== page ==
Well hello there! I’m so glad to be back with another blog post! My past week has been full with finishing school off for the year. I’m so close to being done, and I’m super excited to have my Junior year done and dusted! 😀 I thought that this week I would share some reviews of a few books that I read recently for school. (It’s sort of a spin on this blog post I did back in February.) In history I’ve been studying a lot about the wars of the 20th century – starting with WWI and going right on up to the War on Terrorism. I’ve found it fascinating, and I’ve read some very interesting books that correspond to this time period. So here are my reviews of three of the books I’ve read recently – I hope you enjoy! 🙂
When Hitler Stole Pink Rabbit – Judith Kerr
When you are nine, things happening in the outside world shouldn’t bother you, right? Yes, grownups fret and worry, but you are a child, so you don’t. That is how it should be. But that is not how it was for nine year old Anna, in 1933. All of a sudden, that strange grownup world of worry and fear tore into her safe childhood bubble. There was a strange name on everyone’s lips – Hitler, and there were far too many secrets and whispered conversations. Anna’s world as she had known it for her whole life began to fall apart at the seams, and with one train ride, it fell apart, never to be the same again.
When Hitler Stole Pink Rabbit is actually quite an interesting book. Most books about WWII focus in on the action – the fighting, the spying, the concentration camps, the Jews. But not this one. This story never goes into fighting territory, it never visits the concentration camps. Instead, it moves away from the conflict, focusing instead on the upheaval in Anna’s personal life. It zooms in on the tension surrounding one family’s heritage, and follows them as they move from country to country, in search of safe refuge from Hitler’s wide and wild reach. I think this is a pretty unique approach to WWII, I can’t remember having read anything that is like it before. I enjoyed the story – is well written and I felt like I connected well with Anna, the main character.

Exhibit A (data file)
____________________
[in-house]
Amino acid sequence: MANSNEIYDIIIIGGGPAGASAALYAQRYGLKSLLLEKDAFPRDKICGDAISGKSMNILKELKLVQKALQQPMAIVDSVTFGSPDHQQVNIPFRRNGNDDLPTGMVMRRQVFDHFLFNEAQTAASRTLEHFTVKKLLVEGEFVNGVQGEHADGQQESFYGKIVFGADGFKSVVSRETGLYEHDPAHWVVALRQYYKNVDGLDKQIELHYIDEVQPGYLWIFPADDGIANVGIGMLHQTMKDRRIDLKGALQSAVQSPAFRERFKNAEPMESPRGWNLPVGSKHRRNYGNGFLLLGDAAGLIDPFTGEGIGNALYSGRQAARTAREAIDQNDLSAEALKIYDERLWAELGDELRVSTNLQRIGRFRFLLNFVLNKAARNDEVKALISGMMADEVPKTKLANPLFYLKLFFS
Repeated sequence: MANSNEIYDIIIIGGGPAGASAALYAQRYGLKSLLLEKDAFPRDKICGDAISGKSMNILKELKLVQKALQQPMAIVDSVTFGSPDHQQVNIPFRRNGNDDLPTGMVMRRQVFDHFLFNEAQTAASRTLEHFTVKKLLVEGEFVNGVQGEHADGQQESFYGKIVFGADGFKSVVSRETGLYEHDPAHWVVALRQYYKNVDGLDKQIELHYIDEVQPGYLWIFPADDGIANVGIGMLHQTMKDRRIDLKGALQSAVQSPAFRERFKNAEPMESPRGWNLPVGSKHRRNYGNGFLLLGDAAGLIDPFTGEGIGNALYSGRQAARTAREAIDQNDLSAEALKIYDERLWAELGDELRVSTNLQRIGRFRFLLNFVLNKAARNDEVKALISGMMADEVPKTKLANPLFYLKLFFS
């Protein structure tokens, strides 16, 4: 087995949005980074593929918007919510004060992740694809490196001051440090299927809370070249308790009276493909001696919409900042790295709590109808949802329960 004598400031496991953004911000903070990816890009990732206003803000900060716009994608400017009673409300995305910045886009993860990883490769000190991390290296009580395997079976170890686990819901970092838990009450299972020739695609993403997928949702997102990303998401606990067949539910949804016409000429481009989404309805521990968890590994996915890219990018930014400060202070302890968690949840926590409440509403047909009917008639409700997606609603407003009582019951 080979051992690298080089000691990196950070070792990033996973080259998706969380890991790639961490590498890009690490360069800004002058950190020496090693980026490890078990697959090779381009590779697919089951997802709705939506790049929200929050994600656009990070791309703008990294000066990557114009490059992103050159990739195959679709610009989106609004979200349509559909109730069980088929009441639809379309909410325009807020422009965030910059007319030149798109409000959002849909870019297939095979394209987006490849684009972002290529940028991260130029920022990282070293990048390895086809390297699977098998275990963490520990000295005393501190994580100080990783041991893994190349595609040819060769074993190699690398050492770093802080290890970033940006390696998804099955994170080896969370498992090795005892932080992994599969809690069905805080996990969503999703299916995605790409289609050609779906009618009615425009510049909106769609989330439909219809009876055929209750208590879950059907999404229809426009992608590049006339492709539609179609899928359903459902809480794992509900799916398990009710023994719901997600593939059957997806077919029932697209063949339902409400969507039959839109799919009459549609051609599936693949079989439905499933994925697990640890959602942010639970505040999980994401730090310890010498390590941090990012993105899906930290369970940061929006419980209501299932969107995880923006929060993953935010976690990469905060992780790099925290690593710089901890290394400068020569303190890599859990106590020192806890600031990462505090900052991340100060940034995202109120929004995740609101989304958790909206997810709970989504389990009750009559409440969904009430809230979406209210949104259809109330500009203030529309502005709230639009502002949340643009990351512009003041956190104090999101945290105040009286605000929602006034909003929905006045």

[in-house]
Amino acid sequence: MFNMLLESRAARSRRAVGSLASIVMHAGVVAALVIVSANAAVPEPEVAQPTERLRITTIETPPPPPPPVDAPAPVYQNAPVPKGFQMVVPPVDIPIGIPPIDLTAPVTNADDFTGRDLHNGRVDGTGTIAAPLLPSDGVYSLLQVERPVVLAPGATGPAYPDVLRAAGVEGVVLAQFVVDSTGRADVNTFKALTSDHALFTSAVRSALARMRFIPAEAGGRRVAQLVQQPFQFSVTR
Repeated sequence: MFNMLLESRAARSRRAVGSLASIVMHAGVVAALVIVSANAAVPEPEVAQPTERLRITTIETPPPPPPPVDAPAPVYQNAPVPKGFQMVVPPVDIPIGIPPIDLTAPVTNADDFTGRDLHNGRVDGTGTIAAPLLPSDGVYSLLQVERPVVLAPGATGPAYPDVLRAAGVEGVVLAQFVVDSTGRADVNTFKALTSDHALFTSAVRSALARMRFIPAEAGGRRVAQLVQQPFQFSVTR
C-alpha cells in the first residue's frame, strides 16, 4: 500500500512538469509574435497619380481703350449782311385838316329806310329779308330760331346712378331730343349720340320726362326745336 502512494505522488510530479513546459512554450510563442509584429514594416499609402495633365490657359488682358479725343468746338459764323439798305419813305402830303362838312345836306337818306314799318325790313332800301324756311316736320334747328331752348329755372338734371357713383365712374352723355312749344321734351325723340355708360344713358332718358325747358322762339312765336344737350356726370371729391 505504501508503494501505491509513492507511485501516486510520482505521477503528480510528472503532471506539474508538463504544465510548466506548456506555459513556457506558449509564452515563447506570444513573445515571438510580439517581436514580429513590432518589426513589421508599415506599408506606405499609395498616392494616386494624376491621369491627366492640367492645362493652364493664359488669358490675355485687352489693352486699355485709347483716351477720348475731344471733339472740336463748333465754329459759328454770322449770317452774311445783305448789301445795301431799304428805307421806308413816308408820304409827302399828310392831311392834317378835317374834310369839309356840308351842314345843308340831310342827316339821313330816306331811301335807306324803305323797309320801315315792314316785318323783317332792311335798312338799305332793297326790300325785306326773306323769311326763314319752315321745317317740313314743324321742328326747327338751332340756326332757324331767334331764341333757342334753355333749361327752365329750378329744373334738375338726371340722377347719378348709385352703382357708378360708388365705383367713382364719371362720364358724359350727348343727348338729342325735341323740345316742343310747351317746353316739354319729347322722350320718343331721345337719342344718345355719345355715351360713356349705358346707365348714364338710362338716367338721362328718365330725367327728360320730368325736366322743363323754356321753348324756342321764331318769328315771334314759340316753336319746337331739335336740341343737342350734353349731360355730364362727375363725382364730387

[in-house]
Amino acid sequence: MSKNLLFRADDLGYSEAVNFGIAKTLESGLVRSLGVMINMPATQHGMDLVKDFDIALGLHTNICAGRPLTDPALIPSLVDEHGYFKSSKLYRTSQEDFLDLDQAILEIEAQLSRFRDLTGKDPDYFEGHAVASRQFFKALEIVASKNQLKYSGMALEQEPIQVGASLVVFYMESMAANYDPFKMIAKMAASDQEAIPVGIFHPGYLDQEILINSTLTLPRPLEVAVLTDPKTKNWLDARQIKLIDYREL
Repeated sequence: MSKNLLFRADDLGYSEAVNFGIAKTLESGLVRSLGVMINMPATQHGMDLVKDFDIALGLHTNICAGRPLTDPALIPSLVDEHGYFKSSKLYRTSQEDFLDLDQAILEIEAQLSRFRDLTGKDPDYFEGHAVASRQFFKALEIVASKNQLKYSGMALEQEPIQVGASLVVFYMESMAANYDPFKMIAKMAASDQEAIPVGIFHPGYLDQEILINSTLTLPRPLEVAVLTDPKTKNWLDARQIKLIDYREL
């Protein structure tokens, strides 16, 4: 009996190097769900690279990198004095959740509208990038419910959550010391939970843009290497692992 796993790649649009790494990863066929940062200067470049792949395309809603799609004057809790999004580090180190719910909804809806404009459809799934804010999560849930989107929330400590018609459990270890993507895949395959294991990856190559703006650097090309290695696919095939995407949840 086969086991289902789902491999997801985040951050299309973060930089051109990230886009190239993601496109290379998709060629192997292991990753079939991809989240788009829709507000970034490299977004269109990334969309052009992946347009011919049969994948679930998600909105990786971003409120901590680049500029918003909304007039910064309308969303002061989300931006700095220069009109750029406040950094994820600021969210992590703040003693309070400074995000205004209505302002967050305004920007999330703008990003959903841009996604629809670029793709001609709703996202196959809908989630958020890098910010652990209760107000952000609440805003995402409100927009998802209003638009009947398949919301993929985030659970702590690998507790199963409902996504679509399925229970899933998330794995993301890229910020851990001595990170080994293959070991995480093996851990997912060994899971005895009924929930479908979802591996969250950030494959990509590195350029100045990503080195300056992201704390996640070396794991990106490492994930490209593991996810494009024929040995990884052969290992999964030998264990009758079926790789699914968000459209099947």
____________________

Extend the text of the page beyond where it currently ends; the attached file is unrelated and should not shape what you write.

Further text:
However, this book didn’t make a huge impression on me – looking back on it a few weeks after reading it, I only remember it as a story of a girl and her family trying to find home in a war-torn continent. But the clincher is that they never encounter the war on a face to face level, they always seem to be one or two steps ahead of it. I’m pretty familiar with the history of WWII, and so this book didn’t teach me much I didn’t already know in that area. There is also the slight issue in that I am rather above the projected audience of this book, so I suspect I found it unremarkable because I’m older and have had quite a bit of experience in reading about WWII. But if you are looking to find a good introduction to the impact that WWII had on normal citizens of Europe, then this book will be a good one for you. The story is sweet, and I really appreciated the emphasis on the importance of a strong family unit. I’m giving this book 6* out of 10 and recommending it for ages 11+.
Year of Impossible Goodbyes – Sook Nyul Choi
When your world is falling apart and your freedom is stripped away, how do you go on living? This is the question that 10-year-old Sookan is faced with daily. Her beloved homeland of Korea has been invaded by the Japanese, and she is forced to adapt to a new, harsh life. Dignity has been torn from the Korean peoples’ grasp, leaving nothing but hard labour and a thin shred of hope remaining. Sookan’s family struggles to survive every day, with Japanese soldiers, labour camps and starvation lurking around every corner. Then, for a short time, hope seems to be reborn, with the invasion of Russia. But then it too is cruelly crushed to pieces, as the Russians prove to be no better than the Japanese, with their strictly enforced Communist rules. Liberty and hope lies trampled in the dust, and Sookan must cling to her family like she has never before.